September in Your Garden
The chill is in the air this month and the smell of autumn bonfires carries on the breeze but there is still plenty to enjoy outdoors
• Divide early flowering herbaceous perennials such as Astrantia, Hosta and Geranium
• Continue picking autumn raspberries
• Collect and sow seed from perennials and hardy annuals
• Dig up remaining potatoes before slug damage spoils them
• Net ponds before leaf fall gets underway
• Keep up with watering of new plants, using rain or grey water if possible
• Start to reduce the frequency of houseplant watering
• Clean out cold frames and greenhouses so that they are ready for use in the autumn
• Cover leafy vegetable crops with bird-proof netting
• Plant spring flowering bulbs ordered early in the year.
Herbaceous and Annuals
Sowing and planting
Sow sweet peas in a cold frame or the greenhouse for early summer blooms next year.
Sow other hardy annuals (e.g. Consolida, Calendula, Centaurea, Limnanthes and poppies) in situ.
If you sowed any spring-flowering biennials such as Viola, Digitalis (foxglove) or Erysimum (wallflowers), earlier in the summer, they will now need planting out.
This is a good time of year to plant new perennials, especially towards the end of September, as the soil is still warm, but moisture levels are increasing.
Cutting back, pruning and dividing
Don't neglect hanging basket maintenance - a little deadheading, watering and feeding can keep them going until mid-autumn. Once they are past their best, re-plant as winter/spring hanging baskets with spring-flowering bulbs, winter heathers, trailing ivies and spring-flowering plants as above.
Continue to deadhead plants such as dahlias, delphiniums, roses and penstemons to prolong the display and give colour well into the month.
Continue cutting back perennials that are fading and dying down.
Now is a good time to divide any overgrown or tired looking clumps of alpines and herbaceous perennials such as crocosmias. This will invigorate them, and improve flowering and overall shape, for next year.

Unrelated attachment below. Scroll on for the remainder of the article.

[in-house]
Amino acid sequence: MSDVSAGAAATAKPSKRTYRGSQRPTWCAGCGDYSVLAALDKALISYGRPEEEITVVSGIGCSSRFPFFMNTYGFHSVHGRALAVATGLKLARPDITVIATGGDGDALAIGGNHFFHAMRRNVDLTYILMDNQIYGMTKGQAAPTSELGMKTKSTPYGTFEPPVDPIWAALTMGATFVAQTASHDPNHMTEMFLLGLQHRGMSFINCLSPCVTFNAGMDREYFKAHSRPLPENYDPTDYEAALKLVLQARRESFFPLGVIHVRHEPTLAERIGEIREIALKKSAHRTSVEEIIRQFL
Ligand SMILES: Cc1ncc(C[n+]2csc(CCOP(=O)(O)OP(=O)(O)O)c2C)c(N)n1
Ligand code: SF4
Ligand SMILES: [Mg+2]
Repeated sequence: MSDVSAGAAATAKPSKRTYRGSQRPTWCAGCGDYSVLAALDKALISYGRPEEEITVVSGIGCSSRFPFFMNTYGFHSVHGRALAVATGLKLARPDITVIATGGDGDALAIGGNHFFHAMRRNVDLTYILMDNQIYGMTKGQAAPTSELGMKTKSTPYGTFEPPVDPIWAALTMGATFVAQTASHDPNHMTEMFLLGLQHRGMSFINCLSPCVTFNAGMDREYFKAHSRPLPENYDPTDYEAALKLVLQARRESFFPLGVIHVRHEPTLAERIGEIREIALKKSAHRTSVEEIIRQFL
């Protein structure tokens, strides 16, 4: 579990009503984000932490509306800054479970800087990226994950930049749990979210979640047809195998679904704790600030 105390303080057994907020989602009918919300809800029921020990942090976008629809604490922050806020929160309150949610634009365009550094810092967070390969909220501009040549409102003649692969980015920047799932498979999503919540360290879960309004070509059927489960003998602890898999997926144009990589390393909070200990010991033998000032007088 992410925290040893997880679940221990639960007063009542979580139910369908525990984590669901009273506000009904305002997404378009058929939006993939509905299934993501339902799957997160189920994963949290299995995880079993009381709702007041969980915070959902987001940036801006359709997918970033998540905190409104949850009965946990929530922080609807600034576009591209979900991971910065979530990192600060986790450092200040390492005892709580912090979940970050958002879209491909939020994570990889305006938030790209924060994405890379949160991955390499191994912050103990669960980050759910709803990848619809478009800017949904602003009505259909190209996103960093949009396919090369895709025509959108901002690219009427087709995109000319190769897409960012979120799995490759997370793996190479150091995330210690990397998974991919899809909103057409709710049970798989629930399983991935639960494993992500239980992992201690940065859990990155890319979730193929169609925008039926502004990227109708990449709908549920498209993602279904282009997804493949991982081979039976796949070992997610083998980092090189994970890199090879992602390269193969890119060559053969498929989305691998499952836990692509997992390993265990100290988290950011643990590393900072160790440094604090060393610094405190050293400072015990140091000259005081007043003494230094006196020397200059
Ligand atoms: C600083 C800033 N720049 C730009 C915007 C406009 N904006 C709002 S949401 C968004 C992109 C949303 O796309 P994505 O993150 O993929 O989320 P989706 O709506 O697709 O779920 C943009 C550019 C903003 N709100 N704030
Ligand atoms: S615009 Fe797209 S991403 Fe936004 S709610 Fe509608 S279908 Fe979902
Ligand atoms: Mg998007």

Take cuttings of tender perennials, such as Pelargonium and Osteospermum. These plants often do better grown from new cuttings each year. If you do not have a greenhouse, then use a light windowsill to grow them on.
Continue collecting and storing seed from perennials still forming seed heads.
Shrubs and Trees
Planting and moving
If the weather is already autumnal, you can now plant and move shrubs and trees without having to worry excessively about their survival and establishment. Shrubs planted now will get off to a flying start next spring, as they will have had all winter to settle in.
Pruning and training
Give evergreen hedges a final trim to make sure they are in shape for winter. This is particularly useful for fast-growing hedges such as leylandii (x Cuprocyparis leylandii). Remember to cut hedges slightly narrower at the top than the bottom – this makes them less liable to snow damage in winter and stops the hedge from shading itself out at the base, which can lead to dead patches.
Take semi-ripe cuttings of evergreen shrubs such as Cistus, Ceanothus and Viburnum.
Thoroughly soak drought-stressed plants and shrubs, especially newly planted ones. As the weather becomes cooler and damper, the soil will better absorb and hold any extra water you give it.
Clear dead leaves promptly once they start to fall, as rotting leaves can be a source of disease in the garden. They are, however, useful on the compost heap and can be shredded first with a shredder or mulching mower, to help them break down quicker.
Collect tree and shrub seeds for sowing next spring, such as Colutea (bladder senna), Laburnum, Morus (mulberry) and Sorbus (rowan).
Order mature or large plants now for planting in October or once the rains have moistened the soil.
Pest and disease watch
Good garden hygiene helps to prevent disease, so it is vital to throw out or destroy diseased leaves. Do not compost them or leave them lying, as this could spread the disease.
Saprophytic fungi (i.e. living entirely on dead matter) pose no threat to living garden plants. Honey fungus may be more common in areas of woody planting, whereas harmless fungi often pop up in areas of damp lawn or on mulch.
Honey fungus fruiting bodies will begin to appear in late September and early October, indicating possible areas of infection. However, there are many harmless fungi that appear at this time, so don't be overly alarmed.
Powdery mildew can still be troublesome in warm, dry, Indian summer weather. Unless it is severe, it will probably clear up once the rains arrive.
Mow less frequently during autumn, and raise the height of cut as the growth rate of the grass slows down. This will help the lawn to withstand the last of the warm, dry weather, and also keep it resistant to treading as the wet weather arrives.
You can harden your lawn up for winter by applying an autumn lawn feed, which is high in potassium. Do this after scarifying and aerating but before applying a top dressing. Do not give summer feeds that are high in nitrogen as this will only result in weak, soft growth, which will be prone to disease in the autumn weather.
Loam and sand top dressings are usually applied at a rate of 2kg per sq m (4.5lb per sq yd), working them into the lawn with a stiff brush or the back of a garden rake. If the proprietary product you use has specific application instructions, then do follow these closely.